Monday, January 26, 2009

Never Say Diet by Chantel Hobbs (review)

Never Say Diet by Chantel Hobbs
Copyright 2007
Waterbrook Press - Fitness/Self-help/Christian
223 pages
Author's website

It's time to refuse the scam and let it be known that diets don't work! Temporarily, yes, but not for the long haul. A 2007 Stanford University study took 311 women, who averaged forty years old and 189 pounds, and put them on one of four diets: the low-carb Atkins and Zone diets, or the low-fat Ornish and LEARN diets. After six months the Atkins dieters had lost 13 pounds, the others 6 to 8 pounds. But then all the dieters started to regain what they had lost. After a year the Atkins dieters had regained 3 pounds, the othere 3 to 8. Why the rebound? Because none of the dieters was able to stick to the plan. And even if they had, they would have trimmed only a handful of pounds.

Don't depend on a diet program to change you. You are the only one who can make the necessary decisions and then follow through to change your life. You can become as fit, toned and healthy as you want to be. It isn't easy, but if you really want it, you will make it happen.

I'm having a bit of trouble formulating my thoughts about this particular book, so let's start with the basics: Never Say Diet is part memoir and part fitness/weight-loss advice. Author Chantel Hobbs was morbidly obese and loved to eat. She developed bad habits early and was overweight even as a youngster. Eventually, she reached the point that she realized the way she lived was likely to reduce the length of her life. She made the decision to overhaul her lifestyle and lost a significant amount of weight -- nearly 200 pounds. The author began simply by going to the gym, where she forced herself to exercise for 30 minutes each day. Gradually, she began to increase her workouts, study nutrition and alter her way of eating -- and even became a marathon runner.

What I loved about this book is that in many ways I agree with her philosophy. The best way to lose weight and keep it off is to change the way you think about food and exercise. Eat good foods, build muscle and take in fewer calories than you're burning and you will lose weight. She calls altering the way you think about food and exercise making a "brain change". I don't necessarily agree with how she went about her own weight loss -- particularly the fact that she started by doing workouts that could easily lead to injury because she didn't gradually ease into exercise, instead throwing herself into 30-minute recumbent bike rides at a [probably expensive] gym, leaving her with rubbery, sore legs and drenched in sweat. She could have easily ended up with an injury and shut herself down cold.

However, the thought process is great and it's my personal opinion that just about nobody can lose a significant amount of weight and keep it off unless they're ready and have the mindset that they want to lose weight for themselves. Dieting for other people isn't motivating enough.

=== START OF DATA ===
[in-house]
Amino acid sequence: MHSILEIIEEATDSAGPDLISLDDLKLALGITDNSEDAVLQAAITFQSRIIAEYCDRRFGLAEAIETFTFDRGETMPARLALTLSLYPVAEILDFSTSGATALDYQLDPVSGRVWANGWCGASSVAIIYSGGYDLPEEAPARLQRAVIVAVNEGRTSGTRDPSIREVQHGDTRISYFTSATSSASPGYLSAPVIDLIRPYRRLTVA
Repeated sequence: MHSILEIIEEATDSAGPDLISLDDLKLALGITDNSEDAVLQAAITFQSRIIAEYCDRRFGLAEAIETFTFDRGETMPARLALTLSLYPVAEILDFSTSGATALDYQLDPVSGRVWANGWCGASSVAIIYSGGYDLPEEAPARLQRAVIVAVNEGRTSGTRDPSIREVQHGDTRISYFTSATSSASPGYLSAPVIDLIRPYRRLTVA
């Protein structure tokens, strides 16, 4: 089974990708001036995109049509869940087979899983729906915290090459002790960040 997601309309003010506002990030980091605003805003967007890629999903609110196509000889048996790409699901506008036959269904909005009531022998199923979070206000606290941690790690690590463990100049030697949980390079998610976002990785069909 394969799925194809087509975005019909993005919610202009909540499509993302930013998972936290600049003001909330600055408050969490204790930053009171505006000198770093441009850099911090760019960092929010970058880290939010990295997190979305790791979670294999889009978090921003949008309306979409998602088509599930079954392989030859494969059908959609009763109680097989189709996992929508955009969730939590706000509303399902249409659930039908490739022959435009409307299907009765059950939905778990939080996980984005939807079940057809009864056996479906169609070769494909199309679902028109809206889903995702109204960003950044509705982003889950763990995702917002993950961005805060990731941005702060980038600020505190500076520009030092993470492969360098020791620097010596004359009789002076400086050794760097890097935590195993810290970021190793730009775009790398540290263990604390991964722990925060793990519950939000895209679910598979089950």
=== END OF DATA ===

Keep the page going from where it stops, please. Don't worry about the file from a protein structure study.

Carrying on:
The book is written from a Christian perspective as the author is a Christian. She considered God and the strength she gained from praying and leaving her life in God's hands a crucial part of the process. I don't think it's necessary to be a Christian to read the book and get something out of it, but there's plenty of God between the covers. Because I'm a Christian, I liked her thoughts about turning things over to God.

There were a few things I didn't like about the book, all essentially minor. One is that she is critical of all diet plans. I do believe there are other available programs that emphasize nutrition and lifestyle changes; it's a little harsh to throw all diet plans into one bucket and fish out the word "scam" to broadly describe absolutely every diet plan in existence.

The author does have a point that a lot of diet plans are expensive and they aren't necessarily educational. You can end up spending a tremendous amount of money to have meals provided and not learn a thing about how to eat right because someone is doing the thinking for you. But gym memberships generally are pretty costly, as well, and the author began by working out in a gym. It's a little two-faced to say, "Don't choose this expensive option, but -- hey, I chose another one that hits the wallet just as hard." She does, however, make some suggestions for other ways to get going. There are some photographs and exercises, all of which are performed with a large exercise ball and may include hand-weights or a medicine ball.

The author claims that the best way to initially handle a change in perspective about eating is to make food boring -- and then she advises against eating specific foods. Pickles, in particular, surprised me. They're extremely low in calories and I personally think they're a great snack alternative for those times when you're craving something salty with crunch. I also truly believe healthy food doesn't have to be bland or boring. Taste has to be relearned if you're accustomed to high-fat, salty or sugary foods but with the right spices good food can taste amazing. Fortunately, she does list some excellent "premium fuel" alternatives.